Previous PageTable Of ContentsNext Page

Nodulation and growth of serradella at low root temperatures

R. A. Ballard

Department of Agriculture, Kybybolite, SA 5262

Poor growth of serradella, Ornithopus spp., during the winter months has been largely attributed to a deficiency in the legume/Bradyrhizobium symbiosis. Selection of strains of Bradyrhizobiurn lupini which result in quicker nodulation and/or better nitrogen fixation at low root temperatures could markedly improve the production of serradella. This study examines effect of strains of B. lupini on nodulation and growth of serradella at two root temperatures.

Methods

Six inoculation treatments (uninoculated, uninoculated plus nitrogen and B. lupini strains WU425, WSM471, USDA3709 and NA419) were imposed on two cultivars of serradella (Tauro and Grasslands Koha) were grown at a root temperature of 9 or 20C. Plants were grown in glass tubes with shoots exposed to the atmosphere. Nitrogen (1 mg as KNO3) was added at 12, 19, 26, 33 and 40 days after inoculation (DAI) to plants assigned to the nitrogen treatment. The mean ambient shoot temperature during the experiment was 23/13C (day/night). Shoot weight and nodulation (1) were determined at 23, 33 and 43 DAI.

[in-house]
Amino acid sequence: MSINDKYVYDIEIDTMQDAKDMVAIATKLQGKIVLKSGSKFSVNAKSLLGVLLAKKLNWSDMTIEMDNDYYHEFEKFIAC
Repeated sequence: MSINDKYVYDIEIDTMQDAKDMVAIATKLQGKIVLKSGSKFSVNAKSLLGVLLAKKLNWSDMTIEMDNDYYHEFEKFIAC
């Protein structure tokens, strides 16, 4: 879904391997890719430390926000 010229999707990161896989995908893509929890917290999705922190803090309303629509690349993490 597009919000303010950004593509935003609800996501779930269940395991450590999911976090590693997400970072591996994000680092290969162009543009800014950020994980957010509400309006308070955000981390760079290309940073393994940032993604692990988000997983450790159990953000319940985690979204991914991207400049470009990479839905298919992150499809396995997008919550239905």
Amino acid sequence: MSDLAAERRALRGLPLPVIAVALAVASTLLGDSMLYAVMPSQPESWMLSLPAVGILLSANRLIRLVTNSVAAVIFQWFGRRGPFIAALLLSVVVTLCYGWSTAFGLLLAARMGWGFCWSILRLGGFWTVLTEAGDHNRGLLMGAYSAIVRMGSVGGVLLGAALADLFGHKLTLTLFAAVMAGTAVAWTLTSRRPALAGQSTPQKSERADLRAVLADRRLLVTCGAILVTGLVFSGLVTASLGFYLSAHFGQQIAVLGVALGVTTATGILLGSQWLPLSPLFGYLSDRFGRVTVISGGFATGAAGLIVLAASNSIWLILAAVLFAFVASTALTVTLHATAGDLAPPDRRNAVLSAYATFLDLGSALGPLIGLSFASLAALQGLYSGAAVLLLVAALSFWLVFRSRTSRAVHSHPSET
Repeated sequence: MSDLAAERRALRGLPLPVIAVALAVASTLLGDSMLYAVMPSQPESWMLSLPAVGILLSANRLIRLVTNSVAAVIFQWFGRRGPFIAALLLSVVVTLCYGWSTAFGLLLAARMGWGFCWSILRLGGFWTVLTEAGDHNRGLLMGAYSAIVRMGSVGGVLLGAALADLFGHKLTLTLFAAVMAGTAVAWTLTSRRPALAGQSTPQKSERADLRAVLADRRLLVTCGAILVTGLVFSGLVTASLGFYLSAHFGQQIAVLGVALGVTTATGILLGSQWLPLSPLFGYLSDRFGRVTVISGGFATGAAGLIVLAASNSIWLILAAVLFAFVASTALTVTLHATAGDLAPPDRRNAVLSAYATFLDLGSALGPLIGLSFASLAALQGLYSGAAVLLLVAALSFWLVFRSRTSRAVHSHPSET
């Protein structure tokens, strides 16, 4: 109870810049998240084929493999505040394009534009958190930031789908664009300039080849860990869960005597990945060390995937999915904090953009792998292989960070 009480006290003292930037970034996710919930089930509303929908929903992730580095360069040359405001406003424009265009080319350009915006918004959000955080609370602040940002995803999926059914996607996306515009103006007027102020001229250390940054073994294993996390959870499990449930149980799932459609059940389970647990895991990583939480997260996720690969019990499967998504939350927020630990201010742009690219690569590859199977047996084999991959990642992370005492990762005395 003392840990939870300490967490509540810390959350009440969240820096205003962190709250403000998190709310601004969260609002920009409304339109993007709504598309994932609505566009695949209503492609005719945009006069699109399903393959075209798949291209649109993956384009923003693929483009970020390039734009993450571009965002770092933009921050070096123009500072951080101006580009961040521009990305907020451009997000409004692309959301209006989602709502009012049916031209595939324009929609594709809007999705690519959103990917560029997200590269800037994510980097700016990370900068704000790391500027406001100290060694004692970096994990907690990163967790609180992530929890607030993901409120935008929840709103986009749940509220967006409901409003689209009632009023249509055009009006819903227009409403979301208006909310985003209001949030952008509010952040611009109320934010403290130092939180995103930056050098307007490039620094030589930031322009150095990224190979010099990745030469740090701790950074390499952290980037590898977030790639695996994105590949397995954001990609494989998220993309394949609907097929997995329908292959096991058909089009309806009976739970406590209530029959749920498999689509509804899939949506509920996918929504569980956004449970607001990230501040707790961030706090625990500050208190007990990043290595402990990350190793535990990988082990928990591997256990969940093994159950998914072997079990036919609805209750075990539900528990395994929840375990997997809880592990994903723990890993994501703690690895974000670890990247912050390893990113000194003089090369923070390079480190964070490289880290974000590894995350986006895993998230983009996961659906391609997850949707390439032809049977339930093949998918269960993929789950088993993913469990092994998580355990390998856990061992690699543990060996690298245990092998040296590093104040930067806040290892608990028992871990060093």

Results and discussion

At a root temperature of 20C, inoculated plants were well nodulated by 23 DAI. Continued nodulation and rapid plant growth were a feature in subsequent harvests (Table 1).

At a root temperature of 9C, inoculated plants were only poorly nodulated at 23 DAI. Although the nodulation of these plants subsequently increased, little shoot growth occurred. The addition of nitrogen was the only treatment which resulted in a substantial growth response of plants grown at 9C by 43 DAI. The poor response of plants at 9C to nitrogen until 33 DAI indicates delayed nodulation had little effect on shoot growth . From 33 to 43 DAI increases in the nodulation of these plants failed to increase shoot growth, suggesting symbiotic nitrogen fixation was limiting. Significant growth response to added nitrogen at 9C (43 DAI) suggests there may be considerable merit in the selection of cold tolerant strains of B. lupini.

References

Howieson, J.G. and Ewing, M.A. 1989. Aust. J. Agric. Res. 70, 843-850.

Previous PageTop Of PageNext Page